US 7454058 B2
A computer implemented method extracts an integral histogram from sampled data, such as time series data, images, and volumetric data. First, a set of samples is acquired from a real-world signal. The set of samples is scanned in a predetermined order. For each current sample, an integral histogram integrating a histogram of the current sample and integral histograms of previously scanned samples is constructed.
1. A computer implemented method for extracting an integral histogram from sampled data, comprising:
acquiring a set of samples from a real-world signal;
scanning the set of samples in a predetermined order; and
constructing, for each current sample, an integral histogram, the integral histogram integrating a histogram of the current sample and the integral histograms of previously scanned samples.
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11. The method of
constructing a similarity map from the integral histogram.
12. The method of
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combining the integral histogram spatially.
14. The method of
combining the integral histogram hierarchally.
15. The method of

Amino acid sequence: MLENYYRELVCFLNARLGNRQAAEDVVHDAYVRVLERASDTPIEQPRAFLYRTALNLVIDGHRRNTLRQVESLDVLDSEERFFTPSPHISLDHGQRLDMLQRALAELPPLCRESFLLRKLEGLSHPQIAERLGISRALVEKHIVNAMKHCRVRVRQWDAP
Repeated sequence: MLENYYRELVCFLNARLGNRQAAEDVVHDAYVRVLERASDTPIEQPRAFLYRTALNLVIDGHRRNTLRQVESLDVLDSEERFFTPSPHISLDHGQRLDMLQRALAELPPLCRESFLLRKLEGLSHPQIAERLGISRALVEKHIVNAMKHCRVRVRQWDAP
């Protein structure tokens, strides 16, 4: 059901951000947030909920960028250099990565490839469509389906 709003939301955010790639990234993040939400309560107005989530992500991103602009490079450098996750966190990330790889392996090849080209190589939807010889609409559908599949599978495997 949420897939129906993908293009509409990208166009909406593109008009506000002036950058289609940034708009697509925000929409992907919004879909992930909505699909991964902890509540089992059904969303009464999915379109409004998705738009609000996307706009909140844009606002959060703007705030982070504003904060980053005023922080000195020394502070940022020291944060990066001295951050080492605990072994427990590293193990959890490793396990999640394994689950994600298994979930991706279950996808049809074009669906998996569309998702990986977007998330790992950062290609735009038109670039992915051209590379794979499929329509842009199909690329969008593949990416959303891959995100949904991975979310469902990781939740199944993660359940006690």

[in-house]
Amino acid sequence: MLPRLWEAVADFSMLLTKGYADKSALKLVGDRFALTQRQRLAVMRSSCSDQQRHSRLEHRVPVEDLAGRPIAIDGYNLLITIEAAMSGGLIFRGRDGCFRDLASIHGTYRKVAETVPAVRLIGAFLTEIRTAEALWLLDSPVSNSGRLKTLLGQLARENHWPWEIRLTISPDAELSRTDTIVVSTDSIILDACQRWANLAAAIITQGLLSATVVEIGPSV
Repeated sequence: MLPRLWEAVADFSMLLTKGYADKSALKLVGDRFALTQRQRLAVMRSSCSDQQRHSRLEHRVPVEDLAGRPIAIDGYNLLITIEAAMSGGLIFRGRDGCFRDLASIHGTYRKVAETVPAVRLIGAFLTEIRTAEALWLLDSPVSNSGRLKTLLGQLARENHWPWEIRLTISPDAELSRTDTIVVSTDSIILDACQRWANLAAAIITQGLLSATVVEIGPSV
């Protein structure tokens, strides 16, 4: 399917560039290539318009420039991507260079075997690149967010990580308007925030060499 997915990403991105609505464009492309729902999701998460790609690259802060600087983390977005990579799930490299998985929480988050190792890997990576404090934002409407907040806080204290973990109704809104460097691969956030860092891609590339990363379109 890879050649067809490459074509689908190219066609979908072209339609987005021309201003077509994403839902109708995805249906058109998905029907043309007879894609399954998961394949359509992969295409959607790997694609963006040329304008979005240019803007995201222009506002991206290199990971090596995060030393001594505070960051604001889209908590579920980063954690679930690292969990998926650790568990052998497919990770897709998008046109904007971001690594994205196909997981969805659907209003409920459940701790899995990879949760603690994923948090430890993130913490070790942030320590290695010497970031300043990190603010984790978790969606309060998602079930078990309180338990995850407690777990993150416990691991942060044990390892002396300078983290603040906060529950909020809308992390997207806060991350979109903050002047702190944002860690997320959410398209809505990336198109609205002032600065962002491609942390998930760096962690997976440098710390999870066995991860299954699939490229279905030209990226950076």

combining the integral histogram according to a model.
16. The method of
specifying target regions in the image according to corner points in a Cartesian space;
determining the integral histogram for the target regions; and
normalizing the integral histogram with respect to a size of the target regions in the image to obtain a normalized histogram.
17. The method of
adding bin values of the integral histogram of a lower-right corner point that correspond to a largest target region in the image to bin values of the integral histogram of an upper-left corner point in the image that correspond to a smallest target region, and
subtracting the bin values of the upper-right and lower-left corner point integral histograms.
18. The method of
determining a distance between the normalized histogram and the integral histograms of the target regions.
19. The method of
constructing higher-level features by combining the integral histograms of intensity, color, texture, gradient, motion, orientation, template matching, and image filter responses of the image.
The invention relates generally to representing and searching data samples of real-world signals, and more particularly to representing and searching with histograms extracted from the data samples to detect objects.
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For example, a histogram of a sampled color image ‘counts’ the number of pixels that have the same color values in each bin. Thus, the histogram is a mapping from the sampled data set to a set of non-negative real numbers +R.
From a probabilistic point of view, a normalization of the histogram results in a discrete function that resembles a probability density function of the data set. Histograms can be used to determine statistical properties of the data set, such as distribution, spread, and outliers.